Wednesday, January 28, 2015

Smarter Than You Think -- Chapter 1

[Smarter Than You Think]

In Chapter 1 "The Rise of The Centaurs" of Smarter Than You Think, Clive Thompson writes about chess and the evolution of the game. He discusses in detail the use of computer generated chess games. Ultimately, Thompson concluded that the best chess game is played humans and computers working side by side.

Thompson notes that:
History also shows that we generally improve and refine our tools to make them better. Books, for example, weren't always as well designed as they are now. In fact, the earliest ones were, by modern standards, practically unusable - often devoid of the navigational aids we now take for granted, such as indexes, paragraph breaks, or page numbers. It took decades - centuries, even - for the book to be redesigned into a more flexible cognitive tool, as suitable for quick reference as it is for deep reading. This is the same path we'll need to tread with our digital tools. It's why we need to understand not just the new abilities out tools give us today, but where they're still deficient and how they ought to improve (12-13).

What did you find most notable about the author’s discussion of chess and technology in chapter 1? Why and how so?

21 comments:

Alexandra J said...

I found it most interesting when the author stated that neither one is better than the other, computers and humans are best when they collaborate and work together. I also find it ironic that humans created the computer and now in some instances, the makers have programmed computers how to be smarter than them.

Mikaela Suggs said...

What I found was most notable was that how well technology and humans complimented each other. While humans have the ability to analyze people and use other psychiatric gestures to get an advantage, computers can generate all possible scenarios. This is the most notable in my opinion because this can be found true in most aspects of life. For example, in a hospital, workers can tell when a person is in pain, but it can sometimes be difficult to make a quick diagnosis. With the help of technology, the root of the problem can be found then treated in an orderly fashion.

Shervonti N said...

What I found most interesting about the discussion of technology and chess would have to be how the amateurs were able to beat the grand master players. It wasn't necessarily because of their skill in chess but the skill that went into them using technology. I found this interesting because there are many other areas in which this little concept can be applied. Like, if a person isn't exactly sure how to do something... typing it into Google will give you a million and one ways to do it. For example, working on a math problem but you're not exactly sure of a conversion factor... type that into Google and you get the answer and how to get there right away.

Kelsey W said...

I liked how he was explaining how computers could make chess players like a double threat since they have a creative side but also the computer that will generate the best moves. A lot of people bash technology nowadays but I don't think those people explore how different life would be without it. I'm not talking about video games and such but the medical, space, and etc advances. I like how this author explores all the little positives of technology.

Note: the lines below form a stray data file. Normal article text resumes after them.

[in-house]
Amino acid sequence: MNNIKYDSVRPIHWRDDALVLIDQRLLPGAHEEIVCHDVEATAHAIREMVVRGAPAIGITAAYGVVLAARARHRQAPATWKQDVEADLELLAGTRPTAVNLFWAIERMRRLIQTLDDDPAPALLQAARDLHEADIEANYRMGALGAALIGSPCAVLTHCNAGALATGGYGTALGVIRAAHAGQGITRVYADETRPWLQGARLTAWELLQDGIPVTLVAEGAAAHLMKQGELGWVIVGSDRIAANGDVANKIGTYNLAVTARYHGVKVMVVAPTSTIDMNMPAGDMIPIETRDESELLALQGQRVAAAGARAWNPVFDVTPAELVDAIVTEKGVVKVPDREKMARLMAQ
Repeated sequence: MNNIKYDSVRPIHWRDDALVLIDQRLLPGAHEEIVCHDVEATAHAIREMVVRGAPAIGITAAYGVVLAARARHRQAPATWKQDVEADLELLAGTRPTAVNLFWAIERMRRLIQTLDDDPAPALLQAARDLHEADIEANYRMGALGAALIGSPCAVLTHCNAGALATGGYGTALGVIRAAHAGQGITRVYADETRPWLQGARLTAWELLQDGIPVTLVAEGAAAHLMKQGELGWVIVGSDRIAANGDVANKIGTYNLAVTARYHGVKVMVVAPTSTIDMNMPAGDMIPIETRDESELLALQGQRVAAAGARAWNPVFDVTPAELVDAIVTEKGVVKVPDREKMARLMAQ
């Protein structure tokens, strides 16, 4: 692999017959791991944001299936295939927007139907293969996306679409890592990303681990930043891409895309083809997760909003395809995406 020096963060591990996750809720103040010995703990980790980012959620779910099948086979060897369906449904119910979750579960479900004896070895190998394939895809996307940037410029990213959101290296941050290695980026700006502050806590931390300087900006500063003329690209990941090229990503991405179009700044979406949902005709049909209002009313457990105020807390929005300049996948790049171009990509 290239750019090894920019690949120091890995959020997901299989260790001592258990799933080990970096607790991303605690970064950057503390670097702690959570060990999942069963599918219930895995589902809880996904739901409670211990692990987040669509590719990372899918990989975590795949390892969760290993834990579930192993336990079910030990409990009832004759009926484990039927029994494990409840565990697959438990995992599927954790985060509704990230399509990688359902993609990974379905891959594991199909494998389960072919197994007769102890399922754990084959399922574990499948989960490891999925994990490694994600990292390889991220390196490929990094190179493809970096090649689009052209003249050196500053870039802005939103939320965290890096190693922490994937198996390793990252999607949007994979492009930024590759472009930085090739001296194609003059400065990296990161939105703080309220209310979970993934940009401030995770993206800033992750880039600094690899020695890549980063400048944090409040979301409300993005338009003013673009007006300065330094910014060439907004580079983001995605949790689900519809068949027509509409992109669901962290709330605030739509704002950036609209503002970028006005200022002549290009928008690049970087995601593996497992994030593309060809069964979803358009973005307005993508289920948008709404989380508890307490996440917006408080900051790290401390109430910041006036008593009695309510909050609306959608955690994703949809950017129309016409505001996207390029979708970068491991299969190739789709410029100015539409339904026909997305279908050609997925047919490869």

Ajeenah Johnson-Brown said...

I found it most interesting when the author was discussing how technology(computers) and humans work best hand in hand. They both have their disadvantages, but when used together they compliment each other. In his example of chess, the chess player would provide the creative strategy and style while the computer applies logic to the game.

Belainesh Nigeda said...

The most interesting thing was seeing the progress being made with the use of technology. Like Thompson stated in the book, people usually associate technology with negative connotations, but I like how his chess/human example exhibited the exact opposite.
I like how they showed how a master chess player could beat a fairly good chess player with no technology. But, with the use of technology, he could beat the chess master. I like how chess players used computers at first and now it's an app that they can use. People using technology to their advantage. We add to our knowledge with technology. We become smarter human beings.

-B. Nigeda

Anitra B. said...

Like others stated above, I found it interesting that neither the computer nor the human was smarter than each other, but they are better while working together which each other. It was also interesting how it he stated that the computer did the logical part, analyzing possible moves, while the human analyzed the human and used intuition; two things that the computer cannot do. I think that this is important to think about as new technology is created and implemented into society. You can program a computer to do many things, but they can't do everything that humans do because they can't mentally or emotionally interact with humans.

Mercedes H said...